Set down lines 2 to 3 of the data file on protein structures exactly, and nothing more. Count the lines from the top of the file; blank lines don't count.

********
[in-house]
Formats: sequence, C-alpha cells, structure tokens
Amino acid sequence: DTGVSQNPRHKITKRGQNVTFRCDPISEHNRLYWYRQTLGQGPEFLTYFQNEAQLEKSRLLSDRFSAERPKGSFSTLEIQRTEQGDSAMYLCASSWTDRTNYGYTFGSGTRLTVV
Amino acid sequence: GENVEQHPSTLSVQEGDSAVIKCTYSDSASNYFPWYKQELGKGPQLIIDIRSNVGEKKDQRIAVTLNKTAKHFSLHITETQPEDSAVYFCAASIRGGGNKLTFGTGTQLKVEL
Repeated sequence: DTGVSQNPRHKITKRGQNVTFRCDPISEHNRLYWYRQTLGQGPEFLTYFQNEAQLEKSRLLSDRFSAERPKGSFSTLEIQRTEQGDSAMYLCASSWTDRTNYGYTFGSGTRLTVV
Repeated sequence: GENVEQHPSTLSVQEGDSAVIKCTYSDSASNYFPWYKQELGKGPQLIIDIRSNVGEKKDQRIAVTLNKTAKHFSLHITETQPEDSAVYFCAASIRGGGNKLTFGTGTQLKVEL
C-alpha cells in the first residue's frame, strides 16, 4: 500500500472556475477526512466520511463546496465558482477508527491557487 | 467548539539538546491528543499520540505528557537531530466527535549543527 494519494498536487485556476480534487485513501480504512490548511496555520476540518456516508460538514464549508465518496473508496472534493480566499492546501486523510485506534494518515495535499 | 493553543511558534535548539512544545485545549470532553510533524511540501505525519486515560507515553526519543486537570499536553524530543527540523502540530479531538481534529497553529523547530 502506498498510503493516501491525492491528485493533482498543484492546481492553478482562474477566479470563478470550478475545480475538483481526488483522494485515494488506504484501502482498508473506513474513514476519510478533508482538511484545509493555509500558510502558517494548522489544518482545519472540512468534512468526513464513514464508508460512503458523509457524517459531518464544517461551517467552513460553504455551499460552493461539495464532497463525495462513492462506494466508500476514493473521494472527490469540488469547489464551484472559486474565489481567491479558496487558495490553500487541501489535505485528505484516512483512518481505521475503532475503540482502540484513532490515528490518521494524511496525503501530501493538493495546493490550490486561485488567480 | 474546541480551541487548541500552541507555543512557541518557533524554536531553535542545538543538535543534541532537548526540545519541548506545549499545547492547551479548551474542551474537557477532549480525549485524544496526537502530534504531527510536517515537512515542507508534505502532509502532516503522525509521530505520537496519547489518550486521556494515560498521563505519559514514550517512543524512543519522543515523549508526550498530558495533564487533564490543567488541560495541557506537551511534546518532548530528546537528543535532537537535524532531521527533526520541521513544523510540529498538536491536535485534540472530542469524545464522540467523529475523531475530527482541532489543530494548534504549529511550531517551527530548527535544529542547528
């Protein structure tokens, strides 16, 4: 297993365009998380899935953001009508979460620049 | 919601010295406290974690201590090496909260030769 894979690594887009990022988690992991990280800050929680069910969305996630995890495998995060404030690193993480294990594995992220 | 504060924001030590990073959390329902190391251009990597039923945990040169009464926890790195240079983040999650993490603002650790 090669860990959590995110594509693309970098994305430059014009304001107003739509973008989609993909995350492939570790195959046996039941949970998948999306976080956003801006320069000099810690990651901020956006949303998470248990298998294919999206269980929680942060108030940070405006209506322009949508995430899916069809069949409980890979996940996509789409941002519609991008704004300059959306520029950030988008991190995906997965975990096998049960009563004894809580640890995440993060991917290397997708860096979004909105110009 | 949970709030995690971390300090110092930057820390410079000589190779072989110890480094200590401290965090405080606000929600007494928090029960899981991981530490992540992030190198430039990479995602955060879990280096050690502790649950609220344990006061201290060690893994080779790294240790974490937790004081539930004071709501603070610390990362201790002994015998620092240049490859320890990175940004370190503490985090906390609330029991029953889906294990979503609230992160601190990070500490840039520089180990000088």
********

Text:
Formats: sequence, C-alpha cells, structure tokens
Amino acid sequence: DTGVSQNPRHKITKRGQNVTFRCDPISEHNRLYWYRQTLGQGPEFLTYFQNEAQLEKSRLLSDRFSAERPKGSFSTLEIQRTEQGDSAMYLCASSWTDRTNYGYTFGSGTRLTVV